Editors back non-statutory Leveson principles

National newspaper editors are reported to have signed up to all of Lord Justice Leveson’s “non-statutory recommendations” at a meeting this morning.

According to The Guardian, the editors “of every significant Fleet Street title” signed up to 40 of Leveson's first 47 recommendations, in a move that could see a new independent regulator set up with powers to fines newspapers up to £1m.

Leveson's recommendations include:

  • The creation of a new regulator governed by an independent board appointed in an independent way
  • Appointments panel to have a substantial majority of independent 'lay' members from outside the industry
  • Regulator to provide an arbitration service for civil legal claims
  • Establishing a whistle-blowing hotline
  • A conscience clause to appear in journalists'  contracts

The paper reported: "The editors did not sign up to seven recommendations that proposed a role for Ofcom or some other statutory body in auditing the work of the regulator, and editors agreed to wait to see what non-statutory proposals Downing Street would have to offer in the coming days."

It added:

Lord Hunt, the chairman of the Press Complaints Commission, will continue his work in setting up the new regulator and liaising with politicians. But it is understood he will be asked to work to the Leveson proposals agreed by the editors, rather than the old Hunt/Black framework. Hunt will no longer appoint the chair of the appointments panel which will chose the chair and board of the new regulator.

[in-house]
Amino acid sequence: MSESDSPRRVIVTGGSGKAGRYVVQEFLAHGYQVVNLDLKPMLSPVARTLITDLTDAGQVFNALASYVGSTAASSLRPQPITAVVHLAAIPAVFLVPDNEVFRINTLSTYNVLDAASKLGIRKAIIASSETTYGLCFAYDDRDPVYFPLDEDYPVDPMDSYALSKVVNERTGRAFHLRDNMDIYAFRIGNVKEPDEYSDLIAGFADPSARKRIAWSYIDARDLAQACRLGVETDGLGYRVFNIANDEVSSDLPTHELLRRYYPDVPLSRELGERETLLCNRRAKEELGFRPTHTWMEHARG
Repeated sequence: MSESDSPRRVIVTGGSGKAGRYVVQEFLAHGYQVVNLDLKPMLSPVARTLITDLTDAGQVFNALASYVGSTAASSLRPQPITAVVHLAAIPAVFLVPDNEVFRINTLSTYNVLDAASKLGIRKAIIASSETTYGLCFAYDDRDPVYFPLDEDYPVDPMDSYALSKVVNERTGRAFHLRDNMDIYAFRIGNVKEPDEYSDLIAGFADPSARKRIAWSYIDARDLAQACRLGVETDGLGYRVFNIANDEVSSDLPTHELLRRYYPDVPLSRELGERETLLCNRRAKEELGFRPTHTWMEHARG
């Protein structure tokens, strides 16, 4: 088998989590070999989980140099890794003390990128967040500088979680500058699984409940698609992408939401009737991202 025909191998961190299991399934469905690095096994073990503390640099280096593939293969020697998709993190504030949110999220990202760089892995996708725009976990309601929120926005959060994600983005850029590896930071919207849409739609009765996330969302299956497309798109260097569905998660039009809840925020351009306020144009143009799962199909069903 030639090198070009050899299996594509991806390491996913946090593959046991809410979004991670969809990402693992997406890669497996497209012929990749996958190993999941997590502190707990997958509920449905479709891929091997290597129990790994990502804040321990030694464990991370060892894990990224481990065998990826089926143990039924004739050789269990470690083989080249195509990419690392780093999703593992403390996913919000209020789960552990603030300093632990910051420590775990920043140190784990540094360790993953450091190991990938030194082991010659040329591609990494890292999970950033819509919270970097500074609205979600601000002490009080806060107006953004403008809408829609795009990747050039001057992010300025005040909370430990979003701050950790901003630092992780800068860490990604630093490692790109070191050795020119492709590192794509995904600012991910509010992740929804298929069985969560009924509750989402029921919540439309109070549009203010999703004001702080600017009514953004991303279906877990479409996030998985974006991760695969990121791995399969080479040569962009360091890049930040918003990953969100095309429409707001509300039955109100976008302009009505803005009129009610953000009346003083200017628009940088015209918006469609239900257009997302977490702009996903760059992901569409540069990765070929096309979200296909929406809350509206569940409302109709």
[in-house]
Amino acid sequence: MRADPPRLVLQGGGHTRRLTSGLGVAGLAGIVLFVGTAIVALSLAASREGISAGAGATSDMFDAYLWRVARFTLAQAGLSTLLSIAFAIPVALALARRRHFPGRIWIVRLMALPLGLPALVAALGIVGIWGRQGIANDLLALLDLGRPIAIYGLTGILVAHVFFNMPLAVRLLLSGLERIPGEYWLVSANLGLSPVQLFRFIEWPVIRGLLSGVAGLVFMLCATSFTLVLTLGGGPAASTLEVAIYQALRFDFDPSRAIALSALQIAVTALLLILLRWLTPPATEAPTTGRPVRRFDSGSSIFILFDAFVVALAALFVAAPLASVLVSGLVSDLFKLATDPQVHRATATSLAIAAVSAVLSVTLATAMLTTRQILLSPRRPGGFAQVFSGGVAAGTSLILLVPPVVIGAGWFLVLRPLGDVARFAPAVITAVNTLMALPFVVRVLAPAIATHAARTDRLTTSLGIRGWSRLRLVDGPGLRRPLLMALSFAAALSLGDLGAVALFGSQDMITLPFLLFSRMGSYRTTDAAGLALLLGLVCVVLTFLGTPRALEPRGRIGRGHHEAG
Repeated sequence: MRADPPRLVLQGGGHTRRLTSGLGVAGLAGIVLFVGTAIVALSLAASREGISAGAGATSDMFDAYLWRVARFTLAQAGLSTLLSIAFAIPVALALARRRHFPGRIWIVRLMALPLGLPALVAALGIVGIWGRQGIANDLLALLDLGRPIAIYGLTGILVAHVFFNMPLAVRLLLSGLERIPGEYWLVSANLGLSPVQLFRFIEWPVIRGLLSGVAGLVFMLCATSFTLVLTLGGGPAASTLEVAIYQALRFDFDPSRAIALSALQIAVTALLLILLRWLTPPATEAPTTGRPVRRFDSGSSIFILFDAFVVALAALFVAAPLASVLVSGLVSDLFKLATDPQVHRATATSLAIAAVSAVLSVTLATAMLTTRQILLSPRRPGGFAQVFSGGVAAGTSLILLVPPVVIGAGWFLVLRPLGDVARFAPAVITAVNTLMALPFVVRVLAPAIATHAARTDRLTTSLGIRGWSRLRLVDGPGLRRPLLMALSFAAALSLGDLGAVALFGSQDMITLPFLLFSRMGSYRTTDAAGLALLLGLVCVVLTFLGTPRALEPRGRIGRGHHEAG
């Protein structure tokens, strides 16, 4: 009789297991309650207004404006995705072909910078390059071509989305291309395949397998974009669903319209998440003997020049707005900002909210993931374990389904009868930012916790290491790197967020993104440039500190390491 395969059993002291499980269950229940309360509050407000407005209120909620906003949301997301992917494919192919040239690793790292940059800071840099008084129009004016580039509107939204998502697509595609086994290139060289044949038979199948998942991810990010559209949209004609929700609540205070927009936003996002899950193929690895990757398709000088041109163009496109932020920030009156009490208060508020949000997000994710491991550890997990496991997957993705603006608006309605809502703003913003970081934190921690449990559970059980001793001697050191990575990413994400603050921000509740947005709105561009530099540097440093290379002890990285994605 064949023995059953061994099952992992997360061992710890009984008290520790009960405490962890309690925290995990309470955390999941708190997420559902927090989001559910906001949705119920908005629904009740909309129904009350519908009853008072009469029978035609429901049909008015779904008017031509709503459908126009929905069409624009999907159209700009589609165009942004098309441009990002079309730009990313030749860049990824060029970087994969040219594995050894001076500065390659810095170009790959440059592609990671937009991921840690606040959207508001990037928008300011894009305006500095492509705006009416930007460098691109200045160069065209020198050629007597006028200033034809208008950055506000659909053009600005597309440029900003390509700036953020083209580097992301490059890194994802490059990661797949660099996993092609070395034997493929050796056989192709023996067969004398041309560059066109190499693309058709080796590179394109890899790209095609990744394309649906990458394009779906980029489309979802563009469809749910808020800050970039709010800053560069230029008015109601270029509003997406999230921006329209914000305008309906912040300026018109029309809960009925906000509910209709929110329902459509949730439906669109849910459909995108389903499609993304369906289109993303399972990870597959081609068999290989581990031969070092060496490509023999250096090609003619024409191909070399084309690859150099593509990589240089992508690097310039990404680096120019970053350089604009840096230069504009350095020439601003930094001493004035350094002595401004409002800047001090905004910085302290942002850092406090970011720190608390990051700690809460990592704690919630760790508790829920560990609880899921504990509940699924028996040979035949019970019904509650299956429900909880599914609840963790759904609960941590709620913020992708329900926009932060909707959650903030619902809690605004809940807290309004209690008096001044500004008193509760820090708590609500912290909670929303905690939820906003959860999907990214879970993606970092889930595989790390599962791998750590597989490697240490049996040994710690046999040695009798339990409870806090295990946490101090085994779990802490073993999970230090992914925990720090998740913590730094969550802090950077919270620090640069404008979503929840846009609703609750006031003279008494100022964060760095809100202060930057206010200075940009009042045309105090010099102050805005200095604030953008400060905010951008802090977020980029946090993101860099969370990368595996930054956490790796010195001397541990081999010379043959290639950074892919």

Editors also agreed to wait for Oliver Letwin, David Cameron's policy fixer, to come back with proposals on how to toughen and support the planned new regulator without recourse to statute. However, it was unclear what would happen if newspapers deemed the Letwin plan to be unattractive.

After the meeting, Cameron told the Commons: "I have been encouraged by the meetings I have had with editors of national newspapers that they will put in place that Leveson-compliant regulation.

"We should continue the cross-party talks and make sure we can deliver a regulatory system of which this House, this country, but, above all, the victims can be proud."

Speaking at prime minister's questions, the Tory leader called on MPs to "maximise the amount of consensus there is in this House and in the country about what is required".

He added: "Everyone agrees we need strong, independent regulation along the lines (Lord Justice) Leveson suggests; everyone agrees on million-pound fines (for the most serious breaches of the regulator's code); everyone agrees (on) prominent apologies and independently-handled complaints."

Last night Lord Black of Brentwood, the executive director of Telegraph Media Group, said the press will act quickly to create a new regulator which will “fully embrace the Leveson principles”, removing the need for a Leveson law.

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